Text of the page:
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PLoS Genet. 2017 Dec 20;13(12):e1007137. doi: 10.1371/journal.pgen.1007137. eCollection 2017 Dec.

Regulation of the cohesin-loading factor NIPBL: Role of the lncRNA NIPBL-AS1 and identification of a distal enhancer element.

Author information

1
Department of Cell Biology, Erasmus MC, Rotterdam, The Netherlands.
2
Section for Functional Genetics at the Institute of Human Genetics, University of Lübeck, Lübeck, Germany.
3
Center for Biomics, Erasmus MC, Rotterdam, The Netherlands.
4
Centre National de la Recherche Scientifique, UMR 6290, Rennes, France.
5
Institut de Génétique et Développement de Rennes, Faculté de Médecine, Rennes, France.

Abstract

Cohesin is crucial for genome stability, cell division, transcription and chromatin organization. Its functions critically depend on NIPBL, the cohesin-loader protein that is found to be mutated in >60% of the cases of Cornelia de Lange syndrome (CdLS). Other mutations are described in the cohesin subunits SMC1A, RAD21, SMC3 and the HDAC8 protein. In 25-30% of CdLS cases no mutation in the known CdLS genes is detected. Until now, functional elements in the noncoding genome were not characterized in the molecular etiology of CdLS and therefore are excluded from mutation screening, although the impact of such mutations has now been recognized for a wide range of diseases. We have identified different elements of the noncoding genome involved in regulation of the NIPBL gene. NIPBL-AS1 is a long non-coding RNA transcribed upstream and antisense to NIPBL. By knockdown and transcription blocking experiments, we could show that not the NIPBL-AS1 gene product, but its actual transcription is important to regulate NIPBL expression levels. This reveals a possibility to boost the transcriptional activity of the NIPBL gene by interfering with the NIPBL-AS1 lncRNA. Further, we have identified a novel distal enhancer regulating both NIPBL and NIPBL-AS1. Deletion of the enhancer using CRISPR genome editing in HEK293T cells reduces expression of NIPBL, NIPBL-AS1 as well as genes found to be dysregulated in CdLS.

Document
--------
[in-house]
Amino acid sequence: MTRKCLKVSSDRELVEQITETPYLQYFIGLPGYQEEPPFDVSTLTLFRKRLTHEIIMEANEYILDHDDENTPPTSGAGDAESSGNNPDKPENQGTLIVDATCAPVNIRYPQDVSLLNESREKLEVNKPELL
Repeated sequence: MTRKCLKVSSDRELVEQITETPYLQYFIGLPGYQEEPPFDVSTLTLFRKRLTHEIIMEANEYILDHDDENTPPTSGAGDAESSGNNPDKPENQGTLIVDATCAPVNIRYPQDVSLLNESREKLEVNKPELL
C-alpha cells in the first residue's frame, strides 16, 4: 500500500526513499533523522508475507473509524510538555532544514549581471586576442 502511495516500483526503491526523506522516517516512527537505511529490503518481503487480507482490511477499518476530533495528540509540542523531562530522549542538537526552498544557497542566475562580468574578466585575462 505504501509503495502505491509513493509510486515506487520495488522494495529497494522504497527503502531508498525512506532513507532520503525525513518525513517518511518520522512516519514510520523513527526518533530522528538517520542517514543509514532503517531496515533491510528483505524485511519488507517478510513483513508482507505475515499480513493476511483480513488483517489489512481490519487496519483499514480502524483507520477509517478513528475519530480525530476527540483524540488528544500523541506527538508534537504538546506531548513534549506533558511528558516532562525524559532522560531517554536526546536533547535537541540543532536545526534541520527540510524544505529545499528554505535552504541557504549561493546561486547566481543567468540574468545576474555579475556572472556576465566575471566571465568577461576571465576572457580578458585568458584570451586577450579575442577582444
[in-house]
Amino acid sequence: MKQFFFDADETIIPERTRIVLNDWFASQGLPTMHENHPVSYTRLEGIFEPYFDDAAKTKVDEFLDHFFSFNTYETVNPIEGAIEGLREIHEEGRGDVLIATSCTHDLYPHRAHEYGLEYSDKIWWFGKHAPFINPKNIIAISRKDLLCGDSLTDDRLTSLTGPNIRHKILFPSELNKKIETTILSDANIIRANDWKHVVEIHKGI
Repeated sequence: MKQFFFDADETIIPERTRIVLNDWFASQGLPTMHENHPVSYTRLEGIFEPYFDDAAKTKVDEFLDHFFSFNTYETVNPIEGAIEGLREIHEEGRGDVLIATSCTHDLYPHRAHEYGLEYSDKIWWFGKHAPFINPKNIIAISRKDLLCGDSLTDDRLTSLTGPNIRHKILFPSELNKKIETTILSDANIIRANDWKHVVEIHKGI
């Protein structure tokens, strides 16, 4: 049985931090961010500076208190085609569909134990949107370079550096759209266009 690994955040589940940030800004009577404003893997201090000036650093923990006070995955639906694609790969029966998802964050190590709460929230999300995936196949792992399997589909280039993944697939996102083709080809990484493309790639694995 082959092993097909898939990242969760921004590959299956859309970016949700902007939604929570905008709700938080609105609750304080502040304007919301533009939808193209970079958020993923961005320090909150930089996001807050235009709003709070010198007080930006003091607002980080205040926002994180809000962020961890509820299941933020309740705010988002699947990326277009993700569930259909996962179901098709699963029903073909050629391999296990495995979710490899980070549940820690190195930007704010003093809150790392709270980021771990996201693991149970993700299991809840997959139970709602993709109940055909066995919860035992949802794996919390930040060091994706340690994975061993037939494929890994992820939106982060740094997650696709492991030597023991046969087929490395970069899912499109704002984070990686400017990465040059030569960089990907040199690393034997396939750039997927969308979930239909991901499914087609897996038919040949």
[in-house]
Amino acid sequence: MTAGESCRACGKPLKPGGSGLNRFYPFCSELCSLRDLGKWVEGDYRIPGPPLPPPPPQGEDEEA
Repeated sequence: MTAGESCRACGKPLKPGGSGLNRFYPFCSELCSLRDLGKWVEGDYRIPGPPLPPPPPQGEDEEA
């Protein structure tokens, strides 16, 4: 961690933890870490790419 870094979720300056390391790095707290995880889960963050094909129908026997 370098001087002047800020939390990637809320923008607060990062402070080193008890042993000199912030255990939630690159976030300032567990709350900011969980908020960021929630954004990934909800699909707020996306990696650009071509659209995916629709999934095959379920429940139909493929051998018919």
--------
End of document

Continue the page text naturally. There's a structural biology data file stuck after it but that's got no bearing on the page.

PMID:
29261648
PMCID:
PMC5754091
DOI:
10.1371/journal.pgen.1007137
[Indexed for MEDLINE]
Free PMC Article

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